Gauthier is in a Soho townhouse stretching over three floors, previously the site of The Lindsay House. Alexis Gauthier trained at Negresco in Nice and then the famous Louis XV, and was head chef at the late lamented Roussillon in Pimlico from 1998, which had a Michelin star up to 2010. He moved from there to open Gauthier in Soho and was awarded a Michelin star for this venue in 2011, though this was lost in 2013. As well as the a la carte menu with three courses at £50, there was an eight course tasting menu at £75. At lunch only there was also a five course tasting menu at just £45, a bargain given that it included scallops, wild turbot and a glass of champagne thrown in. There is a complete vegetarian menu here, which in 2015 became fully vegan.
The lengthy wine list had labels such as Finca Quara Malbec 2014 at £45 for a bottle that you can find in the high street for £11, Chateau Musar 2006 at £78 compared to its retail price of £25, and Emidio Pepe Trebbiano d’Abruzzo 2014 was £115 for a wine that will set you back £43 in a shop. Higher up the list the markups became extremely erratic. For example the rare Domaine Clos Rougeard Les Bourg 2009 was a relative bargain at £331 for a wine that is almost unobtainable but can (just) be found at the time of writing in a shop for £407. On the other hand Vega Sicilia Valbuena 5 year 2007 was an absurd £522 for a wine that retails at £105. In the middle were bottles like Jean-Louis Chave Hermitage 2005 at £630 compared to its current market value of £288. One particularly nice selection was the Thierry Germain Saumur Insolite Chenin Blanc 2015, at £65 compared to its retail price of £23.
Our meal began with some nibbles: watermelon, red beans with chickpea hummus, guacamole with crispy radish, Parmesan crisps and herb ricotta crisps. The best of these by some margin were the delicate Parmesan crisps, though the others were merely pleasant (average 14/20). Bread was made from scratch and included sourdough, white bread, onion brioche and Parmesan brioche. The brioche and sourdough in particular had very good texture (16/20).
Cauliflower “curd” with raw cauliflower and also pickled cauliflower was topped with Tasmanian black truffles. This was an interesting way of exploring the humble cauliflower, the truffles adding an element of luxury (15/20). Poached hen’s egg came with potato rosti, sautéed girolle mushrooms and chicken jus, with parsley puree. This was very pleasant, the rosti having good texture (15/20).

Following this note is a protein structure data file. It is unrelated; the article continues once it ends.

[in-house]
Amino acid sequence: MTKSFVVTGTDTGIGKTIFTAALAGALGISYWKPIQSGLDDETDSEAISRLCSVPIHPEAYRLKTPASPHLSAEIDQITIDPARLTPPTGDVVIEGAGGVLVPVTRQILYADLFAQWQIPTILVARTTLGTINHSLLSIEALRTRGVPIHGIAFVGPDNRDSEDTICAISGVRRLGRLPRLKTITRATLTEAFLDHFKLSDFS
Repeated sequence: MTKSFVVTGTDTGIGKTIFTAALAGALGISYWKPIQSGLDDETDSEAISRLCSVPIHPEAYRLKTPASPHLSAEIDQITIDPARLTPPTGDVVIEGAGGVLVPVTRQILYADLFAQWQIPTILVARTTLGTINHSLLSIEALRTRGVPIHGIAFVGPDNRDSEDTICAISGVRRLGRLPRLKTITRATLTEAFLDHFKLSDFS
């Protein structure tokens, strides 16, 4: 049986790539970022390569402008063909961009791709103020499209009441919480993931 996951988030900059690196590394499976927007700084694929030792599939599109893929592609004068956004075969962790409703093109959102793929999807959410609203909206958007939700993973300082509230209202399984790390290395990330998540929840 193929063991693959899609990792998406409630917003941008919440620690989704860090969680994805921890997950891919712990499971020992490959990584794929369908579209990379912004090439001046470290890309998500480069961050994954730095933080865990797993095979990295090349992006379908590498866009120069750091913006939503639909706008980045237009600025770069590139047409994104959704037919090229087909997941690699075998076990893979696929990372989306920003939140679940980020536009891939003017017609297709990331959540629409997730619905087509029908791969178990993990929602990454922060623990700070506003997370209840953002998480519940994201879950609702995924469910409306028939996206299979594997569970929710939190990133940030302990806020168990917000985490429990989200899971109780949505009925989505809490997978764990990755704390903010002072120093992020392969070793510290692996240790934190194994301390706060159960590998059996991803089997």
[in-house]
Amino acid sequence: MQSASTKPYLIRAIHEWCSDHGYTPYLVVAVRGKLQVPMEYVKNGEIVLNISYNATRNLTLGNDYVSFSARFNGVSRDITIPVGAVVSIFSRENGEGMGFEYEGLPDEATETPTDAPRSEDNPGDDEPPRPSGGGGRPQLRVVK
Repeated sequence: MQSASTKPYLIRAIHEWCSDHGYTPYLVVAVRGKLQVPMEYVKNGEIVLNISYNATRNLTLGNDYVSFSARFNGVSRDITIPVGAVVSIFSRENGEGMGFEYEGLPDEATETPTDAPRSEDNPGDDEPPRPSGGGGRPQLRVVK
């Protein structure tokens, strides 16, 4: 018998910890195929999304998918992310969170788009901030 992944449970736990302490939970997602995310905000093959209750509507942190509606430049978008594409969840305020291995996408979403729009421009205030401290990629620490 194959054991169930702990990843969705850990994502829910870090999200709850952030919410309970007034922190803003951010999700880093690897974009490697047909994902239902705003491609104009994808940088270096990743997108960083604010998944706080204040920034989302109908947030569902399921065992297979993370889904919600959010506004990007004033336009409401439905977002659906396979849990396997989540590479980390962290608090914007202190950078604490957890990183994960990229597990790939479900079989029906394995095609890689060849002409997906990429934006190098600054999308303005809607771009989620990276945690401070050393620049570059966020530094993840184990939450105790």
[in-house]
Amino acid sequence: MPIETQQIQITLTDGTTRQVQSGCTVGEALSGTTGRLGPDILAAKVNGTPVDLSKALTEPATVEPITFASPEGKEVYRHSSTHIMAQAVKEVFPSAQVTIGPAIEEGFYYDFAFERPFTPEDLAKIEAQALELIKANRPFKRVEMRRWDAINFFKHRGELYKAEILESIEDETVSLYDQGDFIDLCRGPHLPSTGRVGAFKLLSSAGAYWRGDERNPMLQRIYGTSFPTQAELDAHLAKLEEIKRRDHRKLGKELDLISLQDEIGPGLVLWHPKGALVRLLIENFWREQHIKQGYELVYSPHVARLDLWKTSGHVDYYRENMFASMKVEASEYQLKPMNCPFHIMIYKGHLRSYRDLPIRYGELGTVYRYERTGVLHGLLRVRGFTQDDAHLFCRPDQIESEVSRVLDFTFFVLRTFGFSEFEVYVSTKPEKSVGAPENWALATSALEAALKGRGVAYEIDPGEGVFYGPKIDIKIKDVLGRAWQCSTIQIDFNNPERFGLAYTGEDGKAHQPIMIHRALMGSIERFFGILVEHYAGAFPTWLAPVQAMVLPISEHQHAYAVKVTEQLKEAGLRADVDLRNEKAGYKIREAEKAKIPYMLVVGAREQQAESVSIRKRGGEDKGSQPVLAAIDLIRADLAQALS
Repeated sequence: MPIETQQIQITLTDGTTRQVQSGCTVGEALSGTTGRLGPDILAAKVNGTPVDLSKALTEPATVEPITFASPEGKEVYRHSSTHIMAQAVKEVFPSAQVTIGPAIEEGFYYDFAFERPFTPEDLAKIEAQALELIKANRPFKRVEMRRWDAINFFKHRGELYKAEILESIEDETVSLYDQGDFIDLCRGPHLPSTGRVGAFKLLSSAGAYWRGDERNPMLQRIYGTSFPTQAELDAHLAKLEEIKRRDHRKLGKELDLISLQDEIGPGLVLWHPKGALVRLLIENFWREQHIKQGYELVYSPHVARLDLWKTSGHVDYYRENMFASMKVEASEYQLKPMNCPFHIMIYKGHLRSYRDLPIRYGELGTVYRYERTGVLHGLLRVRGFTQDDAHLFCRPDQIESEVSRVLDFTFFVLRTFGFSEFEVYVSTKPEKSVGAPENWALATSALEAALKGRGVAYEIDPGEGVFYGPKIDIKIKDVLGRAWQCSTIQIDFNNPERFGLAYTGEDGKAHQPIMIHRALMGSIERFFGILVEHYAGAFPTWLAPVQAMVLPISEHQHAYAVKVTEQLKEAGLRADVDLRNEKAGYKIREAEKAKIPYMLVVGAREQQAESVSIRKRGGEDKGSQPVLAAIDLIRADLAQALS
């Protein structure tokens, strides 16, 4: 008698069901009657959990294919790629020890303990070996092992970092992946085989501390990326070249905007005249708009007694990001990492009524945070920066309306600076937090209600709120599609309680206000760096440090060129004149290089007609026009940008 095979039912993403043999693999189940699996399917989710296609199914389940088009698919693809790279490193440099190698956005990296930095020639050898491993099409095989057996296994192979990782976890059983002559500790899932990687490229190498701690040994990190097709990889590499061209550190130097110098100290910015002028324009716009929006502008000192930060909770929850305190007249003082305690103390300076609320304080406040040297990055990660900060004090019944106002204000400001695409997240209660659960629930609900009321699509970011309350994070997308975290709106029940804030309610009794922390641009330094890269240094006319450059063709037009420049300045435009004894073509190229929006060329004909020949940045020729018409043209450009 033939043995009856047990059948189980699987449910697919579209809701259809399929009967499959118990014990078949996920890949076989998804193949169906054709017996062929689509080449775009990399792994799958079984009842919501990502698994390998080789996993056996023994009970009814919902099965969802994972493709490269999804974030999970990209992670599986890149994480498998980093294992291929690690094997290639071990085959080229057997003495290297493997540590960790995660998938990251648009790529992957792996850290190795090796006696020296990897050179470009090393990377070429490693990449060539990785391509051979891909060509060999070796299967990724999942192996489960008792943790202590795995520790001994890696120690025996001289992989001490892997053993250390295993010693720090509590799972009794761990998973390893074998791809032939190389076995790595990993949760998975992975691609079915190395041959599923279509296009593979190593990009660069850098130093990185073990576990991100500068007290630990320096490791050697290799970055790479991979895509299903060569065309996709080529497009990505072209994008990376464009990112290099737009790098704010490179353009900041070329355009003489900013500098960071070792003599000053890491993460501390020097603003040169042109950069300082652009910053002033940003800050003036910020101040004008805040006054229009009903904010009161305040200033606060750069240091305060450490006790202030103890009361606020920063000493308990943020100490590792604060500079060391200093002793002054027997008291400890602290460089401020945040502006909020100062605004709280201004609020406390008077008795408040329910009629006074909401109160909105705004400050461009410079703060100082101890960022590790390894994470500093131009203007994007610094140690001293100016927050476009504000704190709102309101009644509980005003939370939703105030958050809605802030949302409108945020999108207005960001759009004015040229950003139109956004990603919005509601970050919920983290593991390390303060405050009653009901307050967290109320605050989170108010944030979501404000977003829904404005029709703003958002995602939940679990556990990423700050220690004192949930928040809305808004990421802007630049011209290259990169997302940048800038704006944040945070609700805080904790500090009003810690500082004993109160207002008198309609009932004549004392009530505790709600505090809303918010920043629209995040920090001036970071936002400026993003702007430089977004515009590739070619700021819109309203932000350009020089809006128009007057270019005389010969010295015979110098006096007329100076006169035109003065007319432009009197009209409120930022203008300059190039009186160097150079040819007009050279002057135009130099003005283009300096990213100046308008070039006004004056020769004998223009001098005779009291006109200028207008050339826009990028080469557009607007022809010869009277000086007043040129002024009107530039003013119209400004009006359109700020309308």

Scottish scallops came with sautéed squid, chorizo, marrow, Kalamata olives and a shellfish veloute made using lobster shells, as well as a squid ink tuile. The scallops, from Orkney, were delivered live to the restaurant and were of very good quality, and the veloute was impressive, having deep shellfish flavour (16/20).
Australian black truffle risotto used the top quality Acquerello rice. This is pretty much the king of carnaroli rice, grown on a 140-hectare farm in Piedmont and aged for up to seven years or more. The risotto also used aged Parmesan Reggiano, Mascarpone cheese and chicken stock. This was lovely risotto, having gorgeous texture (17/20).
Wild sea bass with sautéed girolles and gai lan came with a dashi-infused fish veloute. This was a classy dish, the sea bass from a large 4-5 kg specimen and precisely cooked, the vegetables going well with the fish and the veloute having deep flavour (comfortably 17/20).
Pigeon from Anjou was cooked rare and served with confit pigeon leg. The pigeon breast was roasted on the bone, finished in the oven and then rested before serving with Kent cherries, fondant kohlrabi, Sicilian pistachios, onion, fried cavolo nero leaf and pigeon jus. Pigeon cooked this rare can sometimes be chewy but not here, and the acidity of the cherries worked well with the rich meat. The fried cavolo nero leaf was a clever touch, adding an extra texture as well as a welcome vegetable contrast to the pigeon (16/20).
There was Coulommier cheese with fondant celery, cherry tomato and aged balsamic reduction, the cheese in good condition. We were able to sample several desserts between us. Summer berries included strawberries, raspberries and gooseberries in a strawberry shortbread, topped with a strawberry sorbet. This was a relatively simple but refreshing and enjoyable dessert (15/20).
Blackberry vacherin meringue came with lime zest and blackberry sorbet. I was particularly taken by the quality of the fruit and the delicacy of the meringue, which was made from chickpea water (16/20). Raspberry and chocolate tart had crispy cocoa and pistachio oatmeal, fresh raspberries and a raspberry sorbet. The fruit was again of good quality, the texture of the sorbet lovely (16/20).
The “Golden Louis XV” is based on a famous dessert at Louis XV in Monaco, and has a crunchy praline base with dark, almost liquid chocolate mousse. This is a tricky dish to score as it is not quite the same as the Louis XV version, which has itself evolved significantly over the years. However it is certainly a rich and enjoyable dessert (17/20). Coffee, rather disappointingly, was Musetti, a fairly cheap commercial blend that seemed out of character with the effort that had gone into many of the other aspects of the meal.
Service was excellent, the waiters friendly and attentive. Our bill came to £72 a head, but if you ordered a la carte and shared a modest bottle of wine then a typical cost might be around £80 per person. This was an impressive meal, dishes such as the risotto and sea bass being genuinely classy. This was clearly food in a higher league than plenty of places that currently get a Michelin star in London. It is appealing food made with real technical skill, served in a very civilised dining room: cooking for grown-ups.